A Word a Day Keeps the Textbooks Away – Week 30

I have introduced a new tool to help me focus on acquiring vocabulary while watching videos. If nothing else, it will give me a sense of psychological security that I am progressing, but I believe it will also help me make better use of my viewing time and better commit terms to memory.

The innovation is a word-of-the-day vocabulary list to use alongside video viewing. Each term from the list is spontaneously gleaned from one of the videos I watch, either based solely on clear contextual clues, such as Qiao Hu always provides, or context plus subtitles, in the case of movies. I must be very confident about the meaning of the term to include it in the list. This confidence derives from the video itself leaving no doubt or because I have previously come across that term in other videos and the latest occurrence simply confirms my interpretation.

The list provides just two bits of information. First, I make an approximate phonetic transcription of the term. Second, I note what the video source is, including the exact time or times that it appeared.

It is important to be clear about what the list does not include. There is no English translation and no other explanation of the term. There is no accompanying Mandarin character.

I will not study the vocabulary list in isolation, since my experiment precludes traditional study methods, separate from video viewing. Rather, I will use it when watching that video segment again, to reinforce the terms that I have learned. I am however repeating the day’s term mentally during the day, while doing other activities, with the purpose of ingraining it in my memory bank.

In sum, the list has three immediate goals:

  • Helping me to focus on deciphering new terms as I watch a video.
  • Serving as a guide to watching that same video other times in the future.
  • Repeating a term mentally even when I am not watching videos to reinforce it.

There is also a potential long-term use for this list. Perhaps, many years from now, when I have learned to not only understand Mandarin, but also speak and write it (post experiment), I may partner with native Mandarin speakers to develop an innovative Mandarin-teaching method, based largely on watching videos, of course.

In that case, this list, which by then should include at least 2,000 terms, may be of great value. My idea is that I would add Mandarin characters and then use the video snippets, perhaps associated with images, cartoons, etc. to teach many terms that are appropriate for beginners and that appear, as an example, in a specific classic Chinese film. After students spend an hour or more watching those snippets, repeating the pronunciation, and ideally getting corrections from a native speaker, they would then watch the film in its entirety, with a ready-made guide telling them when each term appears in the film. By this method, and by repeating the film a few times, beginning students may be able to learn a great deal of vocabulary with less effort, greater context (and thus great long term retention), and greater enjoyment than using traditional methods. They will also be acquiring insights into the culture and history of China through film.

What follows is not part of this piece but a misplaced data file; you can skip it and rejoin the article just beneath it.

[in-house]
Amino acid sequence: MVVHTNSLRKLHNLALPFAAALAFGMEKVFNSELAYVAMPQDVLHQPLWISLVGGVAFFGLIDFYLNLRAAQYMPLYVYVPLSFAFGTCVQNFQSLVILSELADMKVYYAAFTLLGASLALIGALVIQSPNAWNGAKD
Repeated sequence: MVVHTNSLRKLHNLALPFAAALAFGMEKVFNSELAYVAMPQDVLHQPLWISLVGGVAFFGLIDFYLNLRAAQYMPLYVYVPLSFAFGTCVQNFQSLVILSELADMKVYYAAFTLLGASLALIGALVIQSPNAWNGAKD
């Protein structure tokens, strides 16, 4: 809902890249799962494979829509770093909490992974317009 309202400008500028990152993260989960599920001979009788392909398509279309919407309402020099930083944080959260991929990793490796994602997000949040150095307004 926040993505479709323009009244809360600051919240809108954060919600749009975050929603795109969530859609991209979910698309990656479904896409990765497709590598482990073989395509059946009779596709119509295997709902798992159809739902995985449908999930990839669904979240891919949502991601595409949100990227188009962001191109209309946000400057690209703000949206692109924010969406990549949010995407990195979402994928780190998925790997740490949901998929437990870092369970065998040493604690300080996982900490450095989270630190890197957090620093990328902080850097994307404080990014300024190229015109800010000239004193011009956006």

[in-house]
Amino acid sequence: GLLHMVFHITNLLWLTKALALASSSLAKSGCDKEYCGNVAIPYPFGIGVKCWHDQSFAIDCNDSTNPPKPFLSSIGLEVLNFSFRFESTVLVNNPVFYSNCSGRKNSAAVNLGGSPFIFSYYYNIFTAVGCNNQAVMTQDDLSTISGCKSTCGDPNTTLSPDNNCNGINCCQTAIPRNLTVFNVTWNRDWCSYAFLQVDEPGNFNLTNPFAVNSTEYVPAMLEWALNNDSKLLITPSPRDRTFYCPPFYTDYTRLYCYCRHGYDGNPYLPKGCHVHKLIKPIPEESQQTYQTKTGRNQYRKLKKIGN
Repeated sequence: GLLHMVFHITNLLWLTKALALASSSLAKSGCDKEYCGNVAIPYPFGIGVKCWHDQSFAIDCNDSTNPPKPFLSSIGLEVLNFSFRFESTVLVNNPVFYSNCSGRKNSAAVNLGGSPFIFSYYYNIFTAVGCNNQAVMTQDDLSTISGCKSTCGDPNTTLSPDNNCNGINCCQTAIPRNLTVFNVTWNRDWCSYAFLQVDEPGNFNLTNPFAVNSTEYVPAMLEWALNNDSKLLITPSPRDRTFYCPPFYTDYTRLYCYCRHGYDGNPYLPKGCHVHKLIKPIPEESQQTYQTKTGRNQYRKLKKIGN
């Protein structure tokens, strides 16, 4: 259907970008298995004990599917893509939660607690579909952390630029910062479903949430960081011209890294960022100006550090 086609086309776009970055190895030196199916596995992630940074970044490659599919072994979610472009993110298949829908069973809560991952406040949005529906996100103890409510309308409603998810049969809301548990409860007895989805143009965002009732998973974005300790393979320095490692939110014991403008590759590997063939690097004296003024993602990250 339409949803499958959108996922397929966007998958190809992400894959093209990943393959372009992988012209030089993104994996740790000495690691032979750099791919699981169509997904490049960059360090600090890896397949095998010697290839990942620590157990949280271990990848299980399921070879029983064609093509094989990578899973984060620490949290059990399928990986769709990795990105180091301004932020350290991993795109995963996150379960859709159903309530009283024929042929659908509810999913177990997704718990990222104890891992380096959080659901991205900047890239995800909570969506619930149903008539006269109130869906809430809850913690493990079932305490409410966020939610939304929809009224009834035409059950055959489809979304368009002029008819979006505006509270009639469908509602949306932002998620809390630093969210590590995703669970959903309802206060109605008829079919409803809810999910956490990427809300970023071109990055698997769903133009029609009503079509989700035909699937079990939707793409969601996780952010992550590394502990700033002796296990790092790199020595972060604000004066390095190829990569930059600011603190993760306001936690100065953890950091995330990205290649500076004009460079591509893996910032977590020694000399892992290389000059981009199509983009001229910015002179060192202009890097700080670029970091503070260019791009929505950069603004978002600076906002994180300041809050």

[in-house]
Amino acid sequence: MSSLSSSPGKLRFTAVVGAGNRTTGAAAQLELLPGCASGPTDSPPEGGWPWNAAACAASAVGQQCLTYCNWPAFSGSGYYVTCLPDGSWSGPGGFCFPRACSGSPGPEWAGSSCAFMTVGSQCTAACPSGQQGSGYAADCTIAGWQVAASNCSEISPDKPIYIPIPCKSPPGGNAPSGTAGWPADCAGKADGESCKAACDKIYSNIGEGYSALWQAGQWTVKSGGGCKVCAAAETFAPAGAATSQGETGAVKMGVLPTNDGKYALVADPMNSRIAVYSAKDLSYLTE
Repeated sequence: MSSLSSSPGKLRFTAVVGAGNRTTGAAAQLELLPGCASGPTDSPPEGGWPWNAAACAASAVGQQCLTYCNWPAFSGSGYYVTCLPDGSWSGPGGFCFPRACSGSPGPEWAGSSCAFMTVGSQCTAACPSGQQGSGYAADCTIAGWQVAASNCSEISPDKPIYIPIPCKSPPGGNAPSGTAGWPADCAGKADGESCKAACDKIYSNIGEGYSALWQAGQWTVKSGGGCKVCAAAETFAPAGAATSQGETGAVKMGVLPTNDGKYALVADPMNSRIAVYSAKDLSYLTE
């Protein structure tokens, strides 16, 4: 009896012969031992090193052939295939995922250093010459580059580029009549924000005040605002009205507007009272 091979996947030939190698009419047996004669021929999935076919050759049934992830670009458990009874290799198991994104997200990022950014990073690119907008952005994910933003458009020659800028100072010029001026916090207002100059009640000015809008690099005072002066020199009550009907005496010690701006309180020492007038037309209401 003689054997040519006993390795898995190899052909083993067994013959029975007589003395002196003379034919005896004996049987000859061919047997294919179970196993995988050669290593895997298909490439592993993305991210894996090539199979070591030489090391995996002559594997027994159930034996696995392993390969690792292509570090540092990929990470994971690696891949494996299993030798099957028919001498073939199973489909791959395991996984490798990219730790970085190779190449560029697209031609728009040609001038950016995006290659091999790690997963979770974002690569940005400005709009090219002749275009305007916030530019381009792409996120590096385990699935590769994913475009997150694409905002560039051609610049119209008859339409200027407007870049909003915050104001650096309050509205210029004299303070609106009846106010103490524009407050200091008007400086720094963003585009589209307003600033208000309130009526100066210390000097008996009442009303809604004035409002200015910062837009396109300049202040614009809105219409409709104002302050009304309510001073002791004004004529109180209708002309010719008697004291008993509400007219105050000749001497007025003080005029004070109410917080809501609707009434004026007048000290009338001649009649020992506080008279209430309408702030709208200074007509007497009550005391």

This method would work well for any language. Perhaps, through the language institute I founded, I will develop it even earlier as an approach for acquiring languages such as English, Portuguese, French, and Spanish.

Due to the possibility of eventually pursuing such a project, which would include the development of proprietary language acquisition guides, I will not publish my entire list on this blog.

However, at this early stage I will be happy to share the beginnings of my list, still in a disorganized and unformatted Excel file, to give my readers a sense of what I am doing. Eventually, I hope to make a simple Access database that will allow me to easily produce a guide for myself for a specific movie, among other functionalities.

Mandarin Word a Day

In other news, during the past two weeks, I watched Curse of the Golden Flower for the first time and Fearless and A Touch of Sin for the second time. I decided to focus today’s post on my word-a-day list novelty, so I will leave my updated film table and reviews for next week’s post.

Briefly, however, I will say that these three movies are worth watching. Curse of the Golden Flower is worthwhile for the visuals and some good acting, although it’s a true tragedy (not my favorite genre) and I found the second half of the movie somewhat disappointing. I liked Fearless about the same as the first time I watched it and consider it a good, but not great, Chinese film. The true story that the movie depicts is worthwhile on a lot of levels. Finally, I liked A Touch of Sin even better on second viewing. Being a contemporary movie full of (indirect) social commentary and quite unlike the standard Wuxia / historical epic fare, I think it should not be missed by fans of Chinese cinema or Mandarin students in general.


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